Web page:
Taxpayers are struggling to parse the R&D expenses that fall within Section 174 from those that do not, and thus which expenses do not qualify for immediate tax deductions under Section 162 and which do. This difficulty means that some smaller producers of renewable clean energy may face a tough path forward—although transferability means a welcome infusion of capital, significant costs and burdens await taxpayers who have to comply with Section 174, in addition to the uncertainty of which expenses fall under it. The more granular concern is that the attendant cost of Section 174 compliance and audit risk may eat away at some, or possibly all, of the benefit that smaller producers receive by transferring green tax credits. Further uncertainty is attached to determining how to allocate operating and nonoperating expenses under Section 174, with the likelihood that more operating expenses must be amortized instead of being immediately deductible. This scenario can leave cash-strapped producers in a tough spot—while welcome cash comes in the door via green tax credit transferability, net tax bills may go up for these same producers, who must now amortize more of their expenses under Section 174, prolonging the tax benefit related to the deduction of such items.
The IRS and Treasury should issue guidance to alleviate the whipsaw potential created by Section 174 and to clarify how these rules interact with the policy behind transferability and green tax credits.
Perhaps the problem is the speed with which tax legislation seems to be enacted these days, but without guidance or a complete reversal of the Section 174 changes, the benefit of green tax credit transferability may be severely limited by Section 174’s impact on small and mid-market producers.
Managing Audit Risk (or at Least Streamlining the Audit Process)
Taxpayers can prepare to address the limitations of Section 174 and general concerns over upticks in tax audits by taking some of the following actions to minimize (or at least make more palatable) the audit process:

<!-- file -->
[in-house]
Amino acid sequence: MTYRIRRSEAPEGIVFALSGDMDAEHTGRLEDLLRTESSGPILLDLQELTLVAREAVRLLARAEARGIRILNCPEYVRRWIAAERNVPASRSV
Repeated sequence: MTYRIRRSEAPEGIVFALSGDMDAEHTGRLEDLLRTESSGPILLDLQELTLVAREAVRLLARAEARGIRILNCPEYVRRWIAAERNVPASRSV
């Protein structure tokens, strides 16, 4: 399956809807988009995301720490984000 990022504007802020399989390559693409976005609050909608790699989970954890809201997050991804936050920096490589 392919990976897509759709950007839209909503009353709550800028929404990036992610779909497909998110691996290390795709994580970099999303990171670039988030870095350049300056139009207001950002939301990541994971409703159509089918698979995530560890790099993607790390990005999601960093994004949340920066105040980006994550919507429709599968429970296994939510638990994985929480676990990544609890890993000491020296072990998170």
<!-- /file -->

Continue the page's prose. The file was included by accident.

- Due diligence. Diligence is key to supporting green tax credits. While the IRS will include some level of responses aimed at a cursory level of diligence when transferors (sellers) of green tax credits register on the IRS portal, parties to a transferability arrangement should consider the need to engage in detailed, typical commercial-style diligence. One area that may require more diligence is where a buyer of green tax credits seeks cover through an insurance policy for recapture events.
- Section 174 documentation. Taxpayers will need to keep good records showing how they determined which expenses fall within the scope of Section 174 and which fall outside it. Further, the methods used to determine ancillary costs, such as utilities, wages, and similar items for mixed-use functions, should also be considered carefully and documented in case of an audit.
- Drafting of transferability agreements. Parties to transferability agreements should closely evaluate the need for M&A-style provisions around indemnification and cooperation with respect to recapture events. For example, a buyer may benefit from negotiating full participation and settlement approval rights over any audit of a green tax credit if the buyer will ultimately be called upon to be financially responsible for any underpayment of tax associated with a recapture event.
Green energy credits and the transferability and direct pay rules offer an extraordinary opportunity to taxpayers who generate these credits and those who could benefit from buying them. To mitigate risks associated with these opportunities, taxpayers need a clear understanding of the rules around these credits and their interaction with Section 174 to plan up front and to anticipate potential audits or litigation.